If in a century, a servo motor costs $100,000 (inflation adjusted), then hydraulics is suddenly more attractive, what with its cast iron construction. Even if iron prices rise in tune with other metals, I’m sure advanced forms of composite materials will be both strong and inexpensive by then. Either way, fluid power components will continue to become more affordable.
4. Advancements are still happening in the fluid power world. Although most hydraulic advancements have been through motion control and advanced electronics, there are still cool things happening. Technologies such as kinetic energy recovery systems used in garbage trucks and delivery vehicles are ensuring hydraulics are in step with other green industries. As well, there are exotic technologies with potential for future application in fluid power.
Magnetorheological fluid changes viscosity with exposure to a magnetic field, and in some cases, the fluid can go nearly solid. This type of fluid could be used to control fluid power actuators without the use of flow control valves, or could be used in load-holding applications for safety. In the case of the latter example, imagine lifting a load with low-viscosity fluid, and then turning on a magnetic field to turn the fluid nearly solid, preventing any possible leakage which would allow the load to drop. Pilot operated check valves could be a thing of the past, and the operation of a counterbalance valve could be achieved magnetically.
5. Electrical actuators will eventually be maxed-out in force density. Electric motors and linear actuators require electromagnetic fields to operate. The strength of these magnetic fields is dictated by the number of atoms polarized to create that field. Even helium-cooled, superconducting electromagnets are limited, because when every atom is polarized by ridiculous levels of electrical current, your magnetic field is maxed out.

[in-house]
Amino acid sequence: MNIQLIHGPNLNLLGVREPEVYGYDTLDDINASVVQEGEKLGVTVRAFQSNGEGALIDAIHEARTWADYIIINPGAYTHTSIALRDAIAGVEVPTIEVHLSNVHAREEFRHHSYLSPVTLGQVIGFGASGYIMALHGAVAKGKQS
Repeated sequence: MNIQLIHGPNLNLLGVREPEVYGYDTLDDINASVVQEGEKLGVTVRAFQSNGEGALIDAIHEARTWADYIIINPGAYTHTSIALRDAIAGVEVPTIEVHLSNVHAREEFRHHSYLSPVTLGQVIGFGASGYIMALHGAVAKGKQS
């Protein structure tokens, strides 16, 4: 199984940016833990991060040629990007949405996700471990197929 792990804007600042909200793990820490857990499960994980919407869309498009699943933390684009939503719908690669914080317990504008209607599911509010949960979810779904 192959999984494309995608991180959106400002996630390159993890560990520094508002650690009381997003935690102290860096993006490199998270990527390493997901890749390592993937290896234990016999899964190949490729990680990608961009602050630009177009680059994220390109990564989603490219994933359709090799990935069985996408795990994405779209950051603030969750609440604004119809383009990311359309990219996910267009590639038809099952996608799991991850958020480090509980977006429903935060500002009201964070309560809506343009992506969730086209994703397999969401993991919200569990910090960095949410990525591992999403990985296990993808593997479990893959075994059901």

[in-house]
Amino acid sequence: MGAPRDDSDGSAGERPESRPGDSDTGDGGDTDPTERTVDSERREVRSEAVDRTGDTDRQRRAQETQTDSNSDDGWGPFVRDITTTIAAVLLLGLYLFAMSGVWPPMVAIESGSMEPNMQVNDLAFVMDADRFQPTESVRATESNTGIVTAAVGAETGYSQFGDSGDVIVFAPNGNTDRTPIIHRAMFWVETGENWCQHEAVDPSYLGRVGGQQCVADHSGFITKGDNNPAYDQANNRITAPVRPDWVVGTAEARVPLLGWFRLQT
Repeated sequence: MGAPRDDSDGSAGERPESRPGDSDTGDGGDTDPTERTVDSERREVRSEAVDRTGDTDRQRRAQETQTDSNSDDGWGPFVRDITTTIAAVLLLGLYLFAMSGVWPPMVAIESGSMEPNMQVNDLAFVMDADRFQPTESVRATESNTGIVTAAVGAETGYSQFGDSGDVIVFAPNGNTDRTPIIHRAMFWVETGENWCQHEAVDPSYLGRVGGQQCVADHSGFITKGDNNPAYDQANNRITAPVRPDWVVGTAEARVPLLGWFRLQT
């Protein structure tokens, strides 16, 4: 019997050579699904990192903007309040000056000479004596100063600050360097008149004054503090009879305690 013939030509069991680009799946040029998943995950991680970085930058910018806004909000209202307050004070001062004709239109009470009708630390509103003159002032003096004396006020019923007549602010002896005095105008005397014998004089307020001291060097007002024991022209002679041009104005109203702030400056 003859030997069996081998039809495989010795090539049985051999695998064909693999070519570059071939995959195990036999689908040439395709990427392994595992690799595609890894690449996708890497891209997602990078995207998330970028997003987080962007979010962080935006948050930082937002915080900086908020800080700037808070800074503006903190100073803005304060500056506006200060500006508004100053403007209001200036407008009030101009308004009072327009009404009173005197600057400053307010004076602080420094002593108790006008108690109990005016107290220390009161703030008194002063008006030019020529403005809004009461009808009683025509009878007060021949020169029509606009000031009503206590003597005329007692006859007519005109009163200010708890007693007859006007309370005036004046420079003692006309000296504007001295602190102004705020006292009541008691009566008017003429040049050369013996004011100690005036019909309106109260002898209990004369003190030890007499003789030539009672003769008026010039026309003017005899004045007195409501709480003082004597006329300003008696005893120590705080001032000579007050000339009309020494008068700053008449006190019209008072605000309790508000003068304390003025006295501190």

On the other hand, there is literally no limit to the compressibility of a liquid, and therefore, the force density which can be created by a hydraulic actuator. Remember that at one point 14 billion years ago, all the not-yet-matter in the universe was infinitely dense at the start of the big bang. Although current hydraulic applications don’t go much higher than 10,000 psi, there is no reason we can’t see 100,000 psi in a hydraulic system, or perhaps even more.
The only limitations in fluid power pressure is with the strength of the material containing the fluid, and the capacity of the sealing technology keeping the fluid captured. I imagine some hyper-strong synthetic material of reasonable mass already exists to create a 100,000 psi cylinder, but sealing technology is an unknown. I can picture in my head a magnetorheological hydraulic fluid used, and a magnetic piston that keeps the fluid near the piston high-viscosity, preventing leakage—please send royalty cheques care of Fluid Power World.